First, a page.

2. Last month NEA warned that between 28th February and the 3rd March 2018 the severe cold weather caused a huge surge in preventable deaths amongst the frail and elderly and details how thousands more vulnerable households were left stranded without access to support. The report authors said that that based on ONS data just in England there were as many as 1724 extra deaths during the Beast from the East (22nd Feb to 3rd March 2018), across the UK the number the number may even be as high as 2000. The causes vary but they estimate up to 570 of the excess deaths were attributable to respiratory diseases, 690 to cardio-vascular diseases and 520 vulnerable people may have perished in cold homes during the freezing weather. Other causes may have included influenza, trips and falls or in a small number of cases, hyperthermia. Many more thousands died in the weeks following the cold snap, with 37,020 Excess Winter Deaths predicted across the U.K for the whole 2017-18 winter, compared with a 5 year average of 32,200 (a difference of 4,820).
  3. The links between cold homes and ill health are now very well recognised. When the temperature falls below 16°C, respiratory function is impaired. When it reaches 12°C increased strain is placed on the cardiovascular system. When the temperature reaches 5-8°C, an increased risk of death can be observed at population level. Whilst cold weather directly triggers these impacts, it can take 3 days after a cold spell for deaths from coronary thrombosis to peak, and 12 days for deaths from respiratory conditions. It can take up to 40 days for deaths to return to average levels.
  4. The table below shows the number of excess winter deaths in the UK from 2011 until the latest available data for last winter. Five-year totals and averages are shown encompassing the latest five years for which data are available. In 2018, research published by E3G and NEA found that, on average, there are 32,000 excess deaths each year in the UK between December and March. Based on the Word Health Organisations own conservative estimates that 30% of EWDs are attributable to cold related ill-health prompted by cold homes, around 9,700 deaths are experienced each year across the UK. Table 1: Excess winter deaths across the UK since 2011 (ONS, 2017c; NISRA, 2017; NRS, 2017)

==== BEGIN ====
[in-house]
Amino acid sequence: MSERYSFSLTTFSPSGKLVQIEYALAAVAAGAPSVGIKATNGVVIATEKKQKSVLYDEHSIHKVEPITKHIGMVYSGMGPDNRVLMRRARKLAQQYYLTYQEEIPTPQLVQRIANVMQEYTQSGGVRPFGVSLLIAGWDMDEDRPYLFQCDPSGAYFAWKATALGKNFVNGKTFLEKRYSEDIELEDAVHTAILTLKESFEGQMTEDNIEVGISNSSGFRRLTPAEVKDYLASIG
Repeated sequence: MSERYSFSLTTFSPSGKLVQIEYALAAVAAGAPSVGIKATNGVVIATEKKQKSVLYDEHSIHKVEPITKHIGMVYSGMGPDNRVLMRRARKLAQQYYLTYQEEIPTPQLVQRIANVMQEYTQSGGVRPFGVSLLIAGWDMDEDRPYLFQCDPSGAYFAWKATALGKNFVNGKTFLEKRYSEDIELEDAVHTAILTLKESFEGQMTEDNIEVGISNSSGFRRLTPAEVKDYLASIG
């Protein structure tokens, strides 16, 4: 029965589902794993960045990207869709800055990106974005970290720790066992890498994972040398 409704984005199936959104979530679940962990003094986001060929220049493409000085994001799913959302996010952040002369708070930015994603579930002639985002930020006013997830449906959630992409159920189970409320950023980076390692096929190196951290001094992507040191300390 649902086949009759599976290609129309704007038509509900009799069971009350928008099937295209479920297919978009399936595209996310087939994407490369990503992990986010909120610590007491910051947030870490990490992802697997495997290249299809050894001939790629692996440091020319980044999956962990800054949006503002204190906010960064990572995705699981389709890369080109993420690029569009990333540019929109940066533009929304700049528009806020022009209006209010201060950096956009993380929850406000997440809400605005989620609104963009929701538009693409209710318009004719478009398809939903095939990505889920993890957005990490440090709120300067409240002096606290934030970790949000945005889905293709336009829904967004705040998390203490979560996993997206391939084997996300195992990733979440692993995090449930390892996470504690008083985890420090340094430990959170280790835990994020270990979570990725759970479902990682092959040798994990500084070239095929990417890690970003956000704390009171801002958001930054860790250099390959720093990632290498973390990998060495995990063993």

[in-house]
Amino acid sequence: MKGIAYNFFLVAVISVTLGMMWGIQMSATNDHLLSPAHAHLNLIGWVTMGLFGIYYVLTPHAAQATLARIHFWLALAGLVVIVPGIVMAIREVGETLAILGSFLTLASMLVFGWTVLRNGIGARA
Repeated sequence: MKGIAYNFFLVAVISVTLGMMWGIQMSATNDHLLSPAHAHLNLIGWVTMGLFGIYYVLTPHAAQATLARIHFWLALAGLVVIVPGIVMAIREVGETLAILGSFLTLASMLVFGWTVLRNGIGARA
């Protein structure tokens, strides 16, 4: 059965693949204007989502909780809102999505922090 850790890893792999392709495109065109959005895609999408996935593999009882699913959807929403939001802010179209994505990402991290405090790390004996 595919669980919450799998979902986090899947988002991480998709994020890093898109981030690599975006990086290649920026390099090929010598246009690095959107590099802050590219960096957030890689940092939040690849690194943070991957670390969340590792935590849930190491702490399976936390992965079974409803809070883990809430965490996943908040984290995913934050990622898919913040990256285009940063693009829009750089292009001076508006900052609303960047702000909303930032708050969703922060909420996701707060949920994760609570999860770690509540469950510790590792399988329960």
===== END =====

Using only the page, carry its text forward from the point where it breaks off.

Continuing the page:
Winter England                Northern Ireland              Scotland               Wales    UK total

2011/12               22,820 500        1,420     1,250     25,990

2012/13               29,370 560        2,000     1,840     33,770

2013/14               16,330 590        1,600     1,010     19,530

2014/15               41,300 870        4,060     2,580     48,810

2015/16               22,780 640        2,850     1,790     28,060

2016/17 (provisional)     32,500 –              2,720     1,800     37,020

Latest 5-year average     27,520 630        2,440     1,710     32,200

Latest 5-year total            142,280                3,160     13,230 9,020     167,690

  1. Data for the total number of excess winter deaths occurring over the winter 2017/18 period across the whole of the UK is not yet available. However, applying trends from the data released for England for Jan-March 2018, we can estimate what an increase of 12% compared to the 5-year average in each of the UK nations would look like for the period 1st December 2017 – 31st March 2018: This would mean an estimated total of 36,176 excess winter deaths in the UK in 17/18. Shockingly, therefore, 10,853 people could have died this winter because they were unable to adequately heat their homes.